May
24
2012

Options for Deploying the K1000 Agent

Most of you know that deploying the agent from the appliance is a great way to get the agent deployed. Have you ever had a need for an alternate method of deployment though? We’ve got several options that can get you well on your way, such as Group Policy, Login Script, Remote execution, and imaging.

Let’s take a look at each. But first things first… some minor modifications to the agent file for v5.3 can simplify the whole process regardless of which method(s) you choose. We want to make sure the agents will communicate with your server once installed, so we need to give the installer the hostname of your K1000.

The 5.3 Agent is very easy to configure for custom K1000 host names. For these steps we will assume that your K1000 is called kboxhostname.company.com.

  1. In a file manager browse to \\kboxhostname\clientdrop\agent_provisioning\windows_platform This is the writeable fileshare. If necessary, see documentation on how to enable this share.
  2. Copy the msi file to a network share or other location that is used for distribution of software packages.
  3. Rename the ampagent-5.x.xxxxx-x86.msi to include your host name. e.g. ampagent-5.3.44367-x86_hostname.company.com.msi

Group Policy is the favored method for most of our customers right after provisioning directly from the appliance. An Active Directory Group Policy can help you get the machines that miss their scheduled deployment, or in cases where you aren’t able to configure the pre-requisite for agent provisioning from the appliance (File/Print Sharing, UAC, Simple File Sharing).

To publish or assign a computer program, you must create a distribution point on the publishing server:

    1. Log on to the server computer as an administrator.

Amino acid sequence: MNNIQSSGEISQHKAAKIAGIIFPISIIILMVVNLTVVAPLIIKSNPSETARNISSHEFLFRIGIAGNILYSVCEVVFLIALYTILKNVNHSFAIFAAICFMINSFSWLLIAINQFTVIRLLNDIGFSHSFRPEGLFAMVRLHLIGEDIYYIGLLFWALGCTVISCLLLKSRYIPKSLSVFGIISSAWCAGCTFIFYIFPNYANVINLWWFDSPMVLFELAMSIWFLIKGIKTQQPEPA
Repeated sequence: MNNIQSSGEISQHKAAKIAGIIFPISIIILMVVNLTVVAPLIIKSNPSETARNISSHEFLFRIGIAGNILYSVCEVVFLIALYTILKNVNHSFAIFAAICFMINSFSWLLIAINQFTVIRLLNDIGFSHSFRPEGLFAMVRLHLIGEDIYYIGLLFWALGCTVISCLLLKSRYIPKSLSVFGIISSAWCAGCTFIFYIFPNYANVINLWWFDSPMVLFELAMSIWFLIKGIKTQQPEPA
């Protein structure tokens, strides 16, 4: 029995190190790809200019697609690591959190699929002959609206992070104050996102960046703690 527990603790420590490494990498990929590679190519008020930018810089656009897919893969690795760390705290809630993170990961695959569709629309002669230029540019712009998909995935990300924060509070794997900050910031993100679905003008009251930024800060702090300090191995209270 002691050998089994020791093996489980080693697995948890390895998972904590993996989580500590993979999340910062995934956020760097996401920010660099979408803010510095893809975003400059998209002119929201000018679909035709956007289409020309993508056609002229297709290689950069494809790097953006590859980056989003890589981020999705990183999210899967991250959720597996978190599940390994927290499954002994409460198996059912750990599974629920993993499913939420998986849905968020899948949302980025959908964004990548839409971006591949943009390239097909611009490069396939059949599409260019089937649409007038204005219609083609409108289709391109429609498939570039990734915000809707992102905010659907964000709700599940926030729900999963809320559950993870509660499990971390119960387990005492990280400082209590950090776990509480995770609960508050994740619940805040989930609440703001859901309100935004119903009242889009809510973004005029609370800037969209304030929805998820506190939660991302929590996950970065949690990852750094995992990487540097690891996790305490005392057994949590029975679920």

2. Create a shared network folder where you will put the Microsoft Windows Installer package (.msi file) that you want to distribute.
    3. Set permissions on the share to allow access to the distribution package.
    4. Copy the MSI you previously renamed to this location.

Next we want to create the GPO. The recommended methos is to use the Group Policy Management Console (GPMC) Snap-in from MMC.

    1. Start the Group Policy Management Console. To do this, click Start, point to Administrative Tools, and then click Group Policy Management Console
    2. In the tree, expand your forest; locate your domain and find the Group Policy Objects section
    3. In the right-hand pane where the Group Policy Objects are listed, right-click and choose New
    4. Enter the Name as KBOX Agent.
    5. Click and Drag the newly created object onto the OU you want to deploy it to. In this case we are using an OU called TestForGPOInstall.

Next we need to assign the GPO to some computers:

    1. Find your group policy object called KBOX Agent. Right-click on it and choose Edit . The Group Policy Object Editor will open.
    2. Under Computer Configuration, expand Software Settings.
    3. Right-click Software installation, point to New, and then click Package.
    4. In the Open dialog box, type the full Universal Naming Convention (UNC) path of the shared installer package that you want. For example, \\fileserver\share\ampagent-5.3.44367-x86_kboxhostname.company.com.msi
    5. Important: Do not use the Browse button to access the location. Make sure that you use the UNC path to the shared installer package.
    6. Click Open.
    7. Click Assigned, and then click OK. The package is listed in the right pane of the Group Policy window.
    8. Close the Group Policy snap-in.

For older versions of the agent and variations on methodology check out the full article.